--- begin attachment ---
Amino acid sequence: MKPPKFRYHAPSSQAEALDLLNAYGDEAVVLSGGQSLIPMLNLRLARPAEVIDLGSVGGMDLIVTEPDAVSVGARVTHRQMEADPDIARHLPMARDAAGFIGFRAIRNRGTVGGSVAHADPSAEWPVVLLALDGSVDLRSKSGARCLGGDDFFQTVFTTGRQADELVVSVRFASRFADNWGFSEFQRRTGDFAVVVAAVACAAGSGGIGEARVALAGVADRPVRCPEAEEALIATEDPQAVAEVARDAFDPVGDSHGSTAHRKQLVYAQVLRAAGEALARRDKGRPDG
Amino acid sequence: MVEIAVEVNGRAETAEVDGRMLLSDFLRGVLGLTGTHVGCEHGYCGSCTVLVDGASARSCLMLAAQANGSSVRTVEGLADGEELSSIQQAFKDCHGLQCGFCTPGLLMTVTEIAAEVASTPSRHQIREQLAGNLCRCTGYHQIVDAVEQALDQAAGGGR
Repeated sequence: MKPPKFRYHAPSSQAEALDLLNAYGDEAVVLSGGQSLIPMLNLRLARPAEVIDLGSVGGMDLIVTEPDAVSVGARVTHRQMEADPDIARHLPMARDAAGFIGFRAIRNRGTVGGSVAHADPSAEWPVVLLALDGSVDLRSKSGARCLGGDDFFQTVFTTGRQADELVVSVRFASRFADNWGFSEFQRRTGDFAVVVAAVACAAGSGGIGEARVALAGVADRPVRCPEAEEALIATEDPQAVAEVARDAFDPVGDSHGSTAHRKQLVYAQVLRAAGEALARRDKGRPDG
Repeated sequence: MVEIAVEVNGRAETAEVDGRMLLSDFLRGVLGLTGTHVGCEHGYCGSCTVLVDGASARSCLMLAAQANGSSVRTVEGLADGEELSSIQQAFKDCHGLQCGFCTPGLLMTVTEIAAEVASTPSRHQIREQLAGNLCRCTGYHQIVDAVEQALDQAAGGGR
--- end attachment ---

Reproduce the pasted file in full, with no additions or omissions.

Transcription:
Amino acid sequence: MKPPKFRYHAPSSQAEALDLLNAYGDEAVVLSGGQSLIPMLNLRLARPAEVIDLGSVGGMDLIVTEPDAVSVGARVTHRQMEADPDIARHLPMARDAAGFIGFRAIRNRGTVGGSVAHADPSAEWPVVLLALDGSVDLRSKSGARCLGGDDFFQTVFTTGRQADELVVSVRFASRFADNWGFSEFQRRTGDFAVVVAAVACAAGSGGIGEARVALAGVADRPVRCPEAEEALIATEDPQAVAEVARDAFDPVGDSHGSTAHRKQLVYAQVLRAAGEALARRDKGRPDG
Amino acid sequence: MVEIAVEVNGRAETAEVDGRMLLSDFLRGVLGLTGTHVGCEHGYCGSCTVLVDGASARSCLMLAAQANGSSVRTVEGLADGEELSSIQQAFKDCHGLQCGFCTPGLLMTVTEIAAEVASTPSRHQIREQLAGNLCRCTGYHQIVDAVEQALDQAAGGGR
Repeated sequence: MKPPKFRYHAPSSQAEALDLLNAYGDEAVVLSGGQSLIPMLNLRLARPAEVIDLGSVGGMDLIVTEPDAVSVGARVTHRQMEADPDIARHLPMARDAAGFIGFRAIRNRGTVGGSVAHADPSAEWPVVLLALDGSVDLRSKSGARCLGGDDFFQTVFTTGRQADELVVSVRFASRFADNWGFSEFQRRTGDFAVVVAAVACAAGSGGIGEARVALAGVADRPVRCPEAEEALIATEDPQAVAEVARDAFDPVGDSHGSTAHRKQLVYAQVLRAAGEALARRDKGRPDG
Repeated sequence: MVEIAVEVNGRAETAEVDGRMLLSDFLRGVLGLTGTHVGCEHGYCGSCTVLVDGASARSCLMLAAQANGSSVRTVEGLADGEELSSIQQAFKDCHGLQCGFCTPGLLMTVTEIAAEVASTPSRHQIREQLAGNLCRCTGYHQIVDAVEQALDQAAGGGR